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How Meeting Others Has Changed Me

Meet some of the youth leading the charge toward the chapter-led March Youth Peace Festivals.

Photos by Tomoko Gelbaum and Sanya Lu.

TV friendships stand the test of time. Not so much in the real world, where it’s more difficult to find the Leonard to your Sheldon, the Rachel to your Monica.For young people living in a post-pandemic world, pitfalls riddle the road to genuine, lasting friendship. Stop-gap measures abound—the dating app Bumble, for instance, has rolled out a Bumble for Friends—but the issue calls for a wholehearted response.

While studies show that friendships, especially those that provide social support and companionship, can significantly predict our well-being and even longevity,[1] it can be difficult to take that first step.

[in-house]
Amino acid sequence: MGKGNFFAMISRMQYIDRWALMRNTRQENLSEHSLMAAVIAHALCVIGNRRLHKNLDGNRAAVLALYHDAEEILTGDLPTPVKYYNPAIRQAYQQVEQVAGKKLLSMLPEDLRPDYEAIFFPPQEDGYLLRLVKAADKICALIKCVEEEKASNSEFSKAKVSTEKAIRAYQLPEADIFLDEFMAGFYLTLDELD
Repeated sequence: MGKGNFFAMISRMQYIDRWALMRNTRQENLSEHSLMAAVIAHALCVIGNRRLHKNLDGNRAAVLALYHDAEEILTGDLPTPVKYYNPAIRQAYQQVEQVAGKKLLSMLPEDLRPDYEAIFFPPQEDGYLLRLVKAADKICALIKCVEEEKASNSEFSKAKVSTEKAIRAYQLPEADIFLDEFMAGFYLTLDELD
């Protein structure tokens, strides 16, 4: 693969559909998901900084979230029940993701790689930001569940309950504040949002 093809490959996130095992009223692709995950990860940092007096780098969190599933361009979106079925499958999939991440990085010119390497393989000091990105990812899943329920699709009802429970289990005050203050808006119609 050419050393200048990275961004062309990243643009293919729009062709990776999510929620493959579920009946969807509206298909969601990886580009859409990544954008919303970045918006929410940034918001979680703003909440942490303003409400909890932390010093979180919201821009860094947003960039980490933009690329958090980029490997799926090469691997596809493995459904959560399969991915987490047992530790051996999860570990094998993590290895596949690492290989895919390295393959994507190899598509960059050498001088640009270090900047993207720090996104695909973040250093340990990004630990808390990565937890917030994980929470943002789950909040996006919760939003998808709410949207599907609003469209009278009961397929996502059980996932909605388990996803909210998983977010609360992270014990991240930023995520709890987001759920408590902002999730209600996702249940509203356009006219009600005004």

The March Youth Peace Festivals (being held from March 11–17) have been a concentrated effort to counteract the fraying of human connection in society. The young people engaged in this process have already shared powerful stories of experiencing deeper connections and friendships.

Who is leading this effort? In chapters across the U.S., a new wave of young people has emerged; they have stood up to ensure the success of their local gatherings. In this issue, we hear their unique take on why they’ve engaged in this effort and what they’ve learned in the process. 

Angela Taylor
Reno, Nev.

There’s no way, I thought, when my husband (then boyfriend) introduced me to Buddhism in 2018. We had just moved from Las Vegas to Reno and couldn’t rent a place because someone close to me stole my identity and racked up evictions in my name.

After I started chanting, we found a landlord who would work with us. Suddenly, we had a roof over our heads.